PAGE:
Corporation tax is set to come down to 25 per cent for all companies while individual income-tax rates will endure their customary annual tinkering. Jaitley’s five Budgets so far (including the July 2014 interim Budget) have been underwhelming. In 2019, the Budget, which will be presented just before the April-May Lok Sabha election, is likely to be a vote-on-account. So whatever economic vision the government wants to show will need to be displayed on February 1, 2018.

The Confederation of Indian Industries (CII) has suggested a flat corporation tax rate of 18 per cent. The United States is set to move to a corporate tax rate of 21 per cent (from 35 per cent). By removing complex exemptions, a clean flat tax rate is easier to administer and will boost compliance. The revenue loss will be less than imagined. Companies today, with countless exemptions, pay an effective average tax rate of 24.5 per cent. A flat rate of 18 per cent would lead to a relatively small loss of revenue. Total corporate tax revenue in the 2016-17 Budget was Rs. 5.39 lakh crore. Shaving 6.5 per cent off that (24.5 less 18) would cause a loss of Rs 35,000 crore in tax revenue. Better compliance with a flat corporation tax rate of 18 per cent would make up this notional loss.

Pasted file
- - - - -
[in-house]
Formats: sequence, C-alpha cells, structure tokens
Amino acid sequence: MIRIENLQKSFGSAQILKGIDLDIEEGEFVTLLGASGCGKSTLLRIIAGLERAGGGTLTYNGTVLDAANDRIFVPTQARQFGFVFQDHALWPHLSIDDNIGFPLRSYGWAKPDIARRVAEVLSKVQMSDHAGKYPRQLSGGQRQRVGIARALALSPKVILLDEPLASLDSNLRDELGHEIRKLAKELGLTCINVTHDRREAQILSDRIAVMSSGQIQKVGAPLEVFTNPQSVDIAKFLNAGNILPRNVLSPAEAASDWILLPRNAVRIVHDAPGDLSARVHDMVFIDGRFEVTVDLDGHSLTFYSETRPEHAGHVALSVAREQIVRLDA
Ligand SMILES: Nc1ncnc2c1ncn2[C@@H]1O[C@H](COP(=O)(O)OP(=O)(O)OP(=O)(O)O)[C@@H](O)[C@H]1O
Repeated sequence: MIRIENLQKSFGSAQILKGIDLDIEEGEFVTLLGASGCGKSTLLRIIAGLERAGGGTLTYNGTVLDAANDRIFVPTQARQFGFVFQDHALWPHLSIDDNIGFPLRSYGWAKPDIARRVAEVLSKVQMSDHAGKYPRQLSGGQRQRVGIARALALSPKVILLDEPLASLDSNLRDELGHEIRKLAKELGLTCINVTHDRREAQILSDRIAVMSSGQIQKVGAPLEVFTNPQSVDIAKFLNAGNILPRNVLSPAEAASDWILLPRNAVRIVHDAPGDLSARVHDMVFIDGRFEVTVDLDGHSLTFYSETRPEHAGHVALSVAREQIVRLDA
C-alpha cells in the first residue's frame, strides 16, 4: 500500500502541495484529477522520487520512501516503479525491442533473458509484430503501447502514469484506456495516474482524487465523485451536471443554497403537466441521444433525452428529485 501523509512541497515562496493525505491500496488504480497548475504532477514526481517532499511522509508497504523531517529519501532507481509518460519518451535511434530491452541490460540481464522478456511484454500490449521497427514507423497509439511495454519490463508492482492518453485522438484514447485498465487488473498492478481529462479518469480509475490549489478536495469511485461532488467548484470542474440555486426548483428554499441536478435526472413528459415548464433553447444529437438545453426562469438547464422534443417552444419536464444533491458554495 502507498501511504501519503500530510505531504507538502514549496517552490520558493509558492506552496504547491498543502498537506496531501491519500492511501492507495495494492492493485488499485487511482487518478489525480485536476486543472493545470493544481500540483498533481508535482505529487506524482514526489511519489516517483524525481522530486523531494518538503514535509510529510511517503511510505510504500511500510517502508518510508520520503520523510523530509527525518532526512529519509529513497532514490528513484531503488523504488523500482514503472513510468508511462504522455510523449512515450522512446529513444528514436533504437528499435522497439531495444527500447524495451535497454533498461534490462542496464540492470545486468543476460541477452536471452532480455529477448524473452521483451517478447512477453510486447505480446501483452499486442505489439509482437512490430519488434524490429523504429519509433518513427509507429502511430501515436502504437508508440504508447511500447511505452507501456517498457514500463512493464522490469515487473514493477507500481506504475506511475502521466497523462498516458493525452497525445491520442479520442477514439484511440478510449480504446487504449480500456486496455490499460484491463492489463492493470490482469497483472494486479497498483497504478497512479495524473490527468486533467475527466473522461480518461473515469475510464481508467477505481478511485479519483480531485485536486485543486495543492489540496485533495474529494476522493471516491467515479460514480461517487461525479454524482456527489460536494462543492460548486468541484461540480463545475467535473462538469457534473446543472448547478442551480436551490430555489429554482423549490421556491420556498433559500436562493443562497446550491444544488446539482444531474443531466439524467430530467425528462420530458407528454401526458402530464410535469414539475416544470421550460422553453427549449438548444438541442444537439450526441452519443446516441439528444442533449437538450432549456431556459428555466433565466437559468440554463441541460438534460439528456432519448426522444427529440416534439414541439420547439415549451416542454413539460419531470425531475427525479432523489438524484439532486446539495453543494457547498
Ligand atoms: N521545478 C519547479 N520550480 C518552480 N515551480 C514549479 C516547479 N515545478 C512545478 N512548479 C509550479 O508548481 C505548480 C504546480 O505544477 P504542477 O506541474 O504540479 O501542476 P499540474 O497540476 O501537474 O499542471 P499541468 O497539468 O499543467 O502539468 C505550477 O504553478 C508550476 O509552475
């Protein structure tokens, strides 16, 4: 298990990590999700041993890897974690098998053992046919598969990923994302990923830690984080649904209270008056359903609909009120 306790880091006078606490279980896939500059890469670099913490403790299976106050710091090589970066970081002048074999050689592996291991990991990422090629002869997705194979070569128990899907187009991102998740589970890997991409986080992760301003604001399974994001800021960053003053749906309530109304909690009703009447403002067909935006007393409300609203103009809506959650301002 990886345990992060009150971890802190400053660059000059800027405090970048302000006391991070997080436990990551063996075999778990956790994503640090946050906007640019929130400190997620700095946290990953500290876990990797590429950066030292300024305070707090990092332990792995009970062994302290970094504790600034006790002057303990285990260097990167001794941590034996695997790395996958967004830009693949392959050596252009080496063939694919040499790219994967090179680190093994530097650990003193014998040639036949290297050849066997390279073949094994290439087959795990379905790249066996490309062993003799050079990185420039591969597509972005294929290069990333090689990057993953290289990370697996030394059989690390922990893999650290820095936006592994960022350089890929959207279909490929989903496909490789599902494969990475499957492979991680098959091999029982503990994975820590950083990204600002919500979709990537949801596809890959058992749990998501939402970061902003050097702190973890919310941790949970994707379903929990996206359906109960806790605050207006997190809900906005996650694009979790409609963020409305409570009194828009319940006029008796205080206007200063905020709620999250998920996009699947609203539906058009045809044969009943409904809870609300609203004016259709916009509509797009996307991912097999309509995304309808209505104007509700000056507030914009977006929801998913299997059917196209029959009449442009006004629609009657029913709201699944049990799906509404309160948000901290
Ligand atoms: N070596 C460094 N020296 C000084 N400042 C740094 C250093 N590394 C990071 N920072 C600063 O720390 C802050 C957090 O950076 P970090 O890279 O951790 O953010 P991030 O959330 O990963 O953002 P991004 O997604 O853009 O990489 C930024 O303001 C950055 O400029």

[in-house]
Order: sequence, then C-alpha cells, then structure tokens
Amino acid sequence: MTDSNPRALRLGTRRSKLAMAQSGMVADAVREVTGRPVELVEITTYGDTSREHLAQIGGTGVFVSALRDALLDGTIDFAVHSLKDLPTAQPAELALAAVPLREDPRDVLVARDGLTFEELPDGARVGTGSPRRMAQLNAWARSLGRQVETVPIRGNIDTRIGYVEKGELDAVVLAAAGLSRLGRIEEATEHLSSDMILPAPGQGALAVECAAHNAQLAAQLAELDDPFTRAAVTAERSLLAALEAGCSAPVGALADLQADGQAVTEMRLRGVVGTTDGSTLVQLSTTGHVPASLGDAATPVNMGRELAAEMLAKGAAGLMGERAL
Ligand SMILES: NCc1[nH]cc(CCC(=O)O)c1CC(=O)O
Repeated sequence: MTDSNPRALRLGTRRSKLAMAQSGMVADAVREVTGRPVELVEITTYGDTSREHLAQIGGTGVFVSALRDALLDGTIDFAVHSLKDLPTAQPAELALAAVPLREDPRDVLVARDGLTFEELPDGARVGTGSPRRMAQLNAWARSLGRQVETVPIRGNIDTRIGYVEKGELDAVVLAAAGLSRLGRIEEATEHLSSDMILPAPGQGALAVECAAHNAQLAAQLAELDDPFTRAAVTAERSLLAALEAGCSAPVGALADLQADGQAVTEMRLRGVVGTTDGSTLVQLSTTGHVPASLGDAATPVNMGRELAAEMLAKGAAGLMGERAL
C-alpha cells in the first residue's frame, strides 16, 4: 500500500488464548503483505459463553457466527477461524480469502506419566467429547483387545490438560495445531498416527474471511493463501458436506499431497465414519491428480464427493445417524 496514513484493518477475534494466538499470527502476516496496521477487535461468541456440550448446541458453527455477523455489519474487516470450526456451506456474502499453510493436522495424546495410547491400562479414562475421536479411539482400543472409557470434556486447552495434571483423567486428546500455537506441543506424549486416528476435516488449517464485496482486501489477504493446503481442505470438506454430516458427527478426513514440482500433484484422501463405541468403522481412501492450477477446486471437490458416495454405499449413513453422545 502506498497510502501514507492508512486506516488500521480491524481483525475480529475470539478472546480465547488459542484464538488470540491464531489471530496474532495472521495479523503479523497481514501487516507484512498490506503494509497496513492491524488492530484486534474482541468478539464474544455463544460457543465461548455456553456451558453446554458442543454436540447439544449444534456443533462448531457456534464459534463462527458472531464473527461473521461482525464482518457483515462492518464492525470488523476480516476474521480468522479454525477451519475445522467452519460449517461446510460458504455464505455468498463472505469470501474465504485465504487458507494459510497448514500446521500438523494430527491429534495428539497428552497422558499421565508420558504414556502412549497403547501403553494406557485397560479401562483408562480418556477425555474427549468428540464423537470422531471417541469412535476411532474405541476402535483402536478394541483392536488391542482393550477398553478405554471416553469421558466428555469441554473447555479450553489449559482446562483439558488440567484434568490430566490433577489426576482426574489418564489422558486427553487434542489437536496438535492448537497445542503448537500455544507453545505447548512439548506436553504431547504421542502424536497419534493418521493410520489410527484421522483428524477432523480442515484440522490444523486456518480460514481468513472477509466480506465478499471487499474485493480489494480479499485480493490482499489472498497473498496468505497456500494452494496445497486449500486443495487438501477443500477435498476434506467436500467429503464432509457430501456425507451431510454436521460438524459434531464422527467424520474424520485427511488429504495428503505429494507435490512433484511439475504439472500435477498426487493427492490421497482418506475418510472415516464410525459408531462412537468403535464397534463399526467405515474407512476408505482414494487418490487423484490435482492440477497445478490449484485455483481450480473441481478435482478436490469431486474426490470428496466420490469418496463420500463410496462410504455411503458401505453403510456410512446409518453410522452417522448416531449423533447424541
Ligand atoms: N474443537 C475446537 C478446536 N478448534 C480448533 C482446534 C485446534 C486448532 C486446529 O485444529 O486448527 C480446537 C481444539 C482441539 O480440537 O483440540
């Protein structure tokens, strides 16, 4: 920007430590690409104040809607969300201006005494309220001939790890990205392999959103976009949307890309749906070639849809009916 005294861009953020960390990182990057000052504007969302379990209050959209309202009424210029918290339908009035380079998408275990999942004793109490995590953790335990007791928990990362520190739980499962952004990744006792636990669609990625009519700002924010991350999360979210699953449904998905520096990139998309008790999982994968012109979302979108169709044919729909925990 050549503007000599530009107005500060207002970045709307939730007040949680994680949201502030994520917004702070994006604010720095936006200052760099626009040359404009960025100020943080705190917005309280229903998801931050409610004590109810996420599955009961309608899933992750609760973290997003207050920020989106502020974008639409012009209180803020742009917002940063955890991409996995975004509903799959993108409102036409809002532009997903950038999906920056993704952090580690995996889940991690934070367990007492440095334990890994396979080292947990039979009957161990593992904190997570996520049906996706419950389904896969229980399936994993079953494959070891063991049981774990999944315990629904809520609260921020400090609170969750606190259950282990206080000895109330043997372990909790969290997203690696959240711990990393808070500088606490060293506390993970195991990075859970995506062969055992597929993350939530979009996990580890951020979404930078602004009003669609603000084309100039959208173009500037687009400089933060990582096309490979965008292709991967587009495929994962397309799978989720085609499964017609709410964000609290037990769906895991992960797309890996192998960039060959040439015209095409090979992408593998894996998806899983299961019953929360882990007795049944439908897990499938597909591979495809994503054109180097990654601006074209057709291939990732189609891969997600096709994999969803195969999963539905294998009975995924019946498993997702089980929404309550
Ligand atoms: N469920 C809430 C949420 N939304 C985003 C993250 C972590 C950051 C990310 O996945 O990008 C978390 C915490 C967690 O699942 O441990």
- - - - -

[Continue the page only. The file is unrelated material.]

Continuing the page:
Similarly, individual income-tax rates need to be simplified. The government has a tendency to complicate rather than simplify matters of revenue. This was starkly evident in the initial rules governing GST. Several tweaks later, GST is simpler, though much more needs to be done to reduce the number of tax slabs. Complexity increases the discretionary power of bureaucrats. Simplification reduces that power. It is the single most important reason that India’s tax code has resisted change over the years.